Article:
1/28/2007 9:21pm, #11
1/28/2007 10:36pm, #12Originally Posted by Virus
1/28/2007 10:56pm, #13
you guys really that fussed about the paper work over there for that kind of thing?
1/28/2007 11:20pm, #14
You should've killed him, ripped his heart out and send it to his mother with a note that said, "Have a nice fucking day, you stupid ****. Eat your (son's) heart out."
Then you pike his dead corpse out in front of the studio with a sign that says, "Shoplifters will be dealt with." hanging from his rigomortified hand which has been placed pointing out in no general direction, just some way to creep everyone out.
Then when his family comes to complain the second they come in, you snatch their youngest looking child and break their spine over your head right on your skull and proceed to chew through his/her neck. I promise you they won't be coming back.
1/29/2007 12:02am, #15Originally Posted by colonelpong
1/29/2007 12:53am, #16
Originally Posted by justabill
- Join Date
- Sep 2004
- Bel Air, Maryland
Plus, I feel that 18 year olds that still live at home, still have to rely on the folks for support. The kid even pointed that out to me that he was 18, but I still said 21. He wanted to know why, and I responded that someone had to be responsible for the medical bills that would have resulted from "shooting off" his mouth.
Found out later that the "kid" was a Black Belt at 13, in a local Kenpo School. Sorry kids, Black Belts under the age of 16 - 18 do not impress me much!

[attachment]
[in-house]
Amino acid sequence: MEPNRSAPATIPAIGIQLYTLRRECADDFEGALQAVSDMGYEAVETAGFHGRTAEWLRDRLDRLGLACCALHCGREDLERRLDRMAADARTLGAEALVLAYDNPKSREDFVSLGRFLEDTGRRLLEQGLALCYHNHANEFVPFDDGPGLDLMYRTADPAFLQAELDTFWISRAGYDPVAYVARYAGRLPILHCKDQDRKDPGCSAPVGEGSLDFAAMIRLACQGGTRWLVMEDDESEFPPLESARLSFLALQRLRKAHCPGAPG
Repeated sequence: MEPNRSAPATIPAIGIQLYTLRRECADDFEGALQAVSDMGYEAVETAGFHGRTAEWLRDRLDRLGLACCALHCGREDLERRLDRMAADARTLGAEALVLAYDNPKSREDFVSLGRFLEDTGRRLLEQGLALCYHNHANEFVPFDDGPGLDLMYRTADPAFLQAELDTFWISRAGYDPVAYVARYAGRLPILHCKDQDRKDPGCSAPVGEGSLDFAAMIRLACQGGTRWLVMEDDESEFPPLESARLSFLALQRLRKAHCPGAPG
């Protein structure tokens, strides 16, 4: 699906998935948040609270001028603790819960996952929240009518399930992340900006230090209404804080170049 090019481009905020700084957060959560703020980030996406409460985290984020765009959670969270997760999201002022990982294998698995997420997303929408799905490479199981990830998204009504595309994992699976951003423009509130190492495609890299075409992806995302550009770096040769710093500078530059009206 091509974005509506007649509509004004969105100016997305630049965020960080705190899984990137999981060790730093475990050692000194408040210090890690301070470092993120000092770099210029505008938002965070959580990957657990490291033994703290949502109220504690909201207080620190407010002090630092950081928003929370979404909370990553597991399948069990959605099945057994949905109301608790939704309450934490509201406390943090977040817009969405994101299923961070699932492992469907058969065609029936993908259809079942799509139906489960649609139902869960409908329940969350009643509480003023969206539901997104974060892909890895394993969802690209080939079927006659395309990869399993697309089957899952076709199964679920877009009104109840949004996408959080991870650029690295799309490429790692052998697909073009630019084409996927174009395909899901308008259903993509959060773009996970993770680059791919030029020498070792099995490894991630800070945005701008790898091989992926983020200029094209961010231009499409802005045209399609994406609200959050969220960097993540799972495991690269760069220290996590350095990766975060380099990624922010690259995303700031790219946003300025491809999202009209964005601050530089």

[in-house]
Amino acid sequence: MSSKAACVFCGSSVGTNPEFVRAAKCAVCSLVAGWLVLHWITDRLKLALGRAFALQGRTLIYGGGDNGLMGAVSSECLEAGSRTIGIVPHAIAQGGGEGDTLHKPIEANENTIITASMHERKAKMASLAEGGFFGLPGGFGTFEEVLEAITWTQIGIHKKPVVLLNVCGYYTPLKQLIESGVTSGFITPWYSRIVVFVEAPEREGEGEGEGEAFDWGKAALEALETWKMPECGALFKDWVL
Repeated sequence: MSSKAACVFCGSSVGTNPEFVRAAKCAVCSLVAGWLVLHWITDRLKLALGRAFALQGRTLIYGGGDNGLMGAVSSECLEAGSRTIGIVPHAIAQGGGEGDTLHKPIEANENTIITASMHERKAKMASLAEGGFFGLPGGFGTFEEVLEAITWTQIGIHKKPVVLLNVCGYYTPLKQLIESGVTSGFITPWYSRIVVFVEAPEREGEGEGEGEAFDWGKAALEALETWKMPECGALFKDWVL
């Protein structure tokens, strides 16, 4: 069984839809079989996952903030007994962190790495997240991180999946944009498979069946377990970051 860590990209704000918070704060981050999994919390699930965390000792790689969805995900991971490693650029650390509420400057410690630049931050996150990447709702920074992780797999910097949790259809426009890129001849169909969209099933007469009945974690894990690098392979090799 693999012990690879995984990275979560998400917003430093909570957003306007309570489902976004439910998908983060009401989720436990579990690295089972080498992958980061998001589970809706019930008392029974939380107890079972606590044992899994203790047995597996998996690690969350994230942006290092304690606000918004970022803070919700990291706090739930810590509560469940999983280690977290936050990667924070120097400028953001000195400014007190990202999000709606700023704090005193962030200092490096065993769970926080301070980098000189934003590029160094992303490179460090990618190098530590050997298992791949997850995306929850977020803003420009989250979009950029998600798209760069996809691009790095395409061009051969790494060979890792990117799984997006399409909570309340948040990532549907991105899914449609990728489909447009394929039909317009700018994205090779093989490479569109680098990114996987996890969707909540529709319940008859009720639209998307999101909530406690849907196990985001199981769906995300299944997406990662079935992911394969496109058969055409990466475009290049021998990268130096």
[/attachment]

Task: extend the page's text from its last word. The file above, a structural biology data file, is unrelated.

1/29/2007 2:35am, #17
Originally Posted by AnnaTrocity
- Join Date
- Feb 2006
- Prost's Mom
- Fucking Prost
P.S. Handled it absolutely perfectly. You demonstrated you were serious, and demonstrated that actions in life have consequences, sometimes consequences one does not want. Wonderful lesson he learned without suffering bodily injury.
And the type of **** who would play such a game would be the first one to try to sue you after you bloody his nose.
1/29/2007 4:14am, #18
I still think it's mad that you americans don't see 18 as an adult - sure, a lot of people still have to rely on their parents, but that can apply regardless of age, and by that logic a 16 year old who moves out of home and gets a job is more of an adult than a 21 year old who can't support themselves because they're at university.
Don't get me wrong, this guy was acting like a dick, and probably quite immature. But an 18 year old is not a child.
1/29/2007 4:29am, #19
1/29/2007 4:52am, #20
- Join Date
- Jun 2005
- Muay Thai
If you are serious about wanting opinions...
In the real world, kicking his ass would likely lead to trouble. Just because one signs a waiver, does not mean that you have a carte blanche to beat the hell out of him (not that you were thinking of doing this... just as a point of interest).
If the student, even after signing the waiver, feels as though you (the instructor) have been negligent in your relationship with him (the student), and said negligence leads to an injury, then your waiver isn't worth the paper it was signed on. So hypothetically, if you were to accept the "match" and beat him to the point of causing injury, he could say that you were negligent in your duties as an instructor. Normally waivers state that the instructor is absolved from injuries that occur during any routine action done in a class. If what you were doing falls outside of the routine, and is considered above and beyond, then you can also be held responsible.
A litigator might ask you ,"do you habitually take new students into the ring and beat them to the point of injury?" and you answer "no"... then you can be found at fault.
It's not the same as if you were competing against an opponent. As an instructor, you have an implied duty for the safety of your students.
This is just my take on things, but maybe Samuel Browning can clear it up... not sure what kind of lawyer he is, but I'm sure he has some valuable input.